Posted by Jonathan Cohn and Annemarie Hillman
Last week, the Eleventh Circuit reached a decision in United States ex rel. Osheroff v. Humana, Inc., No. 13-15278 (11th Cir. 2015), which provides important guidance regarding the scope of the public disclosure bar following its amendment by the Patient Protection and Affordable Care Act (PPACA).
Humana arose from an action filed by a qui tam relator against several health clinics and health insurers in Miami. The complaint alleged that these clinics and insurers either provided, or knew others were providing, a variety of free services – including limo rides and salon services – that were used to incentivize potential clients to use the clinics. According to the relator, these actions violated both the Anti-Kickback Statute and the Civil Monetary Penalties Law, as well as the False Claims Act. After the government declined to intervene, the defendants moved to dismiss the case, and the district court granted the motion on public disclosure grounds.
On review, the Eleventh Circuit affirmed the district court’s decision to dismiss, and in doing so, addressed a number of important issues about the scope of the public disclosure bar following significant amendments made to the PPACA in 2010. First, the Eleventh Circuit held that the public disclosure bar is no longer jurisdictional due to these amendments. Instead, the Court held that the amended statute presents grounds for dismissal for failure to state a claim. This decision contradicts some earlier district court decisions, though it brings the Eleventh Circuit into agreement with the Fourth Circuit in United States ex rel. May v. Purdue Pharma L.P., 737 F.3d 908, 916-917 (4th Cir. 2013), petition for cert. filed, 82 U.S.L.W. 3586 (U.S. March 25, 2014) (No. 13-1162). The Eleventh Circuit based its decision on (among other considerations) the plain language of the amended statute and Congress’s explicit removal of jurisdictional language from the public disclosure bar section of the PPACA.
While it held that the public disclosure argument appropriately was considered under Rule 12(b)(6), the Eleventh Circuit dismissed the relator’s argument that the district court should not have considered documents extrinsic to the complaint. The Court explained that “a district court may consider an extrinsic document even on Rule 12(b)(6) review if it is (1) central to the plaintiff’s claim, and (2) its authenticity is not challenged.” The Eleventh Circuit also clarified that “a district court may consider judicially noticed documents” as well. The types of documents that the Eleventh Circuit held that the district court appropriately considered included newspaper articles, newspaper advertisements, the clinics’ own websites, and the transcript and Special Master’s Report from another case.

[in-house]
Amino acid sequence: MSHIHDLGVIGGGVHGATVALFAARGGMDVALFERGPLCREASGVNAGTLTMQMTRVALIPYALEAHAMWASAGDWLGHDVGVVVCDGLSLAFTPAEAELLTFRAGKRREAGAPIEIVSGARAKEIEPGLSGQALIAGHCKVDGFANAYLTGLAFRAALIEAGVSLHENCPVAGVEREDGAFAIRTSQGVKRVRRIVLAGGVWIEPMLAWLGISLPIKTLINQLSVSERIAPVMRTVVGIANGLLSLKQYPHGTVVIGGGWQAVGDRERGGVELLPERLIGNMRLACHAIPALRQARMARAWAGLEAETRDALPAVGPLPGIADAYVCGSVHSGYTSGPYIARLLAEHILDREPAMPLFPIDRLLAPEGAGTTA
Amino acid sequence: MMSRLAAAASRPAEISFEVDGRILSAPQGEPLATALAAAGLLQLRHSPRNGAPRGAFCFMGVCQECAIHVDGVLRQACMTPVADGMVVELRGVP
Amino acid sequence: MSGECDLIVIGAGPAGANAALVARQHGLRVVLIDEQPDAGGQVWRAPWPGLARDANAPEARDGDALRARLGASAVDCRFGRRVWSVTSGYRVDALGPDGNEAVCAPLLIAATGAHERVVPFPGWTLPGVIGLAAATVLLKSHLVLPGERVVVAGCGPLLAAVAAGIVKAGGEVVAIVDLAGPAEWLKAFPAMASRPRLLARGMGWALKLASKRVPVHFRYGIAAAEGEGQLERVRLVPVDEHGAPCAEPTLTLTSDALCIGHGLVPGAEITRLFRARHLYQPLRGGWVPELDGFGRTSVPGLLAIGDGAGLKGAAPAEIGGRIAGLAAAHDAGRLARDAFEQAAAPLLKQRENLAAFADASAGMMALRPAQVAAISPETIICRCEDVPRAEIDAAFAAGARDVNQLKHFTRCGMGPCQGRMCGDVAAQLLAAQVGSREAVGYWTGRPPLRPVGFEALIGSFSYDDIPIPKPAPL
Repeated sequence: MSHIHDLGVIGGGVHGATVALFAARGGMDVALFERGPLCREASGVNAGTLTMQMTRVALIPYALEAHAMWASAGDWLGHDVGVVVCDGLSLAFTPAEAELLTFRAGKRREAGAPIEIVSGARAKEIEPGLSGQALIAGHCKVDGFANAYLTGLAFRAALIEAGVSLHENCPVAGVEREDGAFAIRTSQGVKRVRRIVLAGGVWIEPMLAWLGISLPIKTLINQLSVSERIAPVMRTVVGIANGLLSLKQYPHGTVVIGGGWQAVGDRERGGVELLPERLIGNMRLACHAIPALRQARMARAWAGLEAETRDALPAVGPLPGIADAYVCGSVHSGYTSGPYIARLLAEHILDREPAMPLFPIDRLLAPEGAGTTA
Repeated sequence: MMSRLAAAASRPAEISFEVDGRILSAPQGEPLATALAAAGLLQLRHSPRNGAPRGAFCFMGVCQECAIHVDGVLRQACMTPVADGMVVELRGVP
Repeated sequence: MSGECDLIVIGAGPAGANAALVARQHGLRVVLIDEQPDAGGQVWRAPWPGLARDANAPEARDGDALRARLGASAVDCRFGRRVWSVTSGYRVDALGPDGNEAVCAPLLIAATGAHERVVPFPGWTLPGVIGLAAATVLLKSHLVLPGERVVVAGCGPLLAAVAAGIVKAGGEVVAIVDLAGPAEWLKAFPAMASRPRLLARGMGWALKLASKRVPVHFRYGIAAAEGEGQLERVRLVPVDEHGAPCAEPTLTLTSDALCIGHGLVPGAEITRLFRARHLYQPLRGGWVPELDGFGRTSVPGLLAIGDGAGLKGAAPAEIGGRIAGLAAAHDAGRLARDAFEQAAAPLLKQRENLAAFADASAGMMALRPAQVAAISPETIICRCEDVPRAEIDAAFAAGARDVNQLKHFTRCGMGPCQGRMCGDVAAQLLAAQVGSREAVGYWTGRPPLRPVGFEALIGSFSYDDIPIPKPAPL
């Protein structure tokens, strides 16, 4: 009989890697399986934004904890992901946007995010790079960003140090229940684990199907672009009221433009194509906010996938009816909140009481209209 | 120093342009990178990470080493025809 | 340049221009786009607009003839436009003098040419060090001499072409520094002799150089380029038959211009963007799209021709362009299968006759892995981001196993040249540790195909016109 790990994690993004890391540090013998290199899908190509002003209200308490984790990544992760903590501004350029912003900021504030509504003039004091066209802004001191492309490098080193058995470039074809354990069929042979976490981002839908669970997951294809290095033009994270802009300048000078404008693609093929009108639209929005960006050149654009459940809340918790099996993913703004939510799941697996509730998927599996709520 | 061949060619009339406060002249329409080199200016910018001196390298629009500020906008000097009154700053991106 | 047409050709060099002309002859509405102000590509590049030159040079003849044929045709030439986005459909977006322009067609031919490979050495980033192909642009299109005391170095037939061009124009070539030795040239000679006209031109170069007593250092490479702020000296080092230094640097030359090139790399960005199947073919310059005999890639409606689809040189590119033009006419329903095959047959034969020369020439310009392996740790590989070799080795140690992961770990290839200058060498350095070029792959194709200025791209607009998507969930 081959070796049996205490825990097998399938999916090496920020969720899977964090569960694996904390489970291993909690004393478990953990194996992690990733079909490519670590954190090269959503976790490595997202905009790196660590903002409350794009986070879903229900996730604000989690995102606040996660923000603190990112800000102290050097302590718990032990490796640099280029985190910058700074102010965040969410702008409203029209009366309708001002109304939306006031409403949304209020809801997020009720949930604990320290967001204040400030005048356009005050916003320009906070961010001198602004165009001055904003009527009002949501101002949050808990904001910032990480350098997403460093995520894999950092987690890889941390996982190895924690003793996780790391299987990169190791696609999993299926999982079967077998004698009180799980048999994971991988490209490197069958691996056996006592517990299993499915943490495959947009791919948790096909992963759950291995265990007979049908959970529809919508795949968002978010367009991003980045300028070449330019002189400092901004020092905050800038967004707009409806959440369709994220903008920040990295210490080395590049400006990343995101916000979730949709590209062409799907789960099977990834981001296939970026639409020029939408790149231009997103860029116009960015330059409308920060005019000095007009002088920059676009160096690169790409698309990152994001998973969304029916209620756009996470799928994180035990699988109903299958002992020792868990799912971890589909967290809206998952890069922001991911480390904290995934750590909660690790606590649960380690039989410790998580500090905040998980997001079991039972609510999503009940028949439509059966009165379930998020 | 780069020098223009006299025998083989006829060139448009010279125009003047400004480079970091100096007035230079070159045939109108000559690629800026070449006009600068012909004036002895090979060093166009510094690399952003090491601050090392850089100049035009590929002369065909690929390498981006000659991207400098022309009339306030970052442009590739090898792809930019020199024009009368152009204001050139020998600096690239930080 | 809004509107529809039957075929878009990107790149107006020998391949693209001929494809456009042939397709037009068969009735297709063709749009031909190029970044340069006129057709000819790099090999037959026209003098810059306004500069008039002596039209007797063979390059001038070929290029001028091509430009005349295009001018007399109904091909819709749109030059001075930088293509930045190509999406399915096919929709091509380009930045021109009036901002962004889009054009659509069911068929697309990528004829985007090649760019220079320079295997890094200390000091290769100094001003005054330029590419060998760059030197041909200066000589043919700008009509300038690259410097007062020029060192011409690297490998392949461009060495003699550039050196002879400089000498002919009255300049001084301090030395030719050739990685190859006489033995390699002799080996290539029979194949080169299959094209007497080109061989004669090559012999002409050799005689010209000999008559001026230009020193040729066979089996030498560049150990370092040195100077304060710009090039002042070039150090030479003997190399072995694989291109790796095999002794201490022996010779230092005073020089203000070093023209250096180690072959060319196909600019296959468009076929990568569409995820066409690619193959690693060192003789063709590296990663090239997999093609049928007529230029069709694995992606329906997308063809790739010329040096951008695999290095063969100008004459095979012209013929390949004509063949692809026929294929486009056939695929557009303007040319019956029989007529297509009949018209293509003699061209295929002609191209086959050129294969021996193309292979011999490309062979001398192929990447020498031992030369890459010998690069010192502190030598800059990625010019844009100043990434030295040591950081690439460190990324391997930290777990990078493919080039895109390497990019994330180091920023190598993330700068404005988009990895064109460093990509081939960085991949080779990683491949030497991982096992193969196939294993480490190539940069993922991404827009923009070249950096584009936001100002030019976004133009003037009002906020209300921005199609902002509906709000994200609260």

The Eleventh Circuit found that the district court had appropriately concluded that the post-PPACA public disclosure bar required dismissal of the relator’s claims. In so holding, the Eleventh Circuit held that “publicly available websites” qualify as “news media.” In making this decision, the Court noted that the Supreme Court had previously stated that the term had a “broad sweep” and that district courts in multiple circuits had found publicly available websites to be included in the category of “news media.” Such a decision may inform later cases about whether other documents commonly cited in public disclosure motions, such as SEC filings, can qualify as public disclosures.
The Eleventh Circuit also took the opportunity to walk back language in previous cases that relators had cited to suggest that prior disclosures do not satisfy the public disclosure bar unless they specifically disclose that the defendants engaged in wrongdoing. The public disclosure bar “itself requires only disclosures of ‘allegations or transactions,” the court explained, “suggesting that allegations of wrongdoing are not required.”
A copy of the Eleventh Circuit’s opinion can be found here.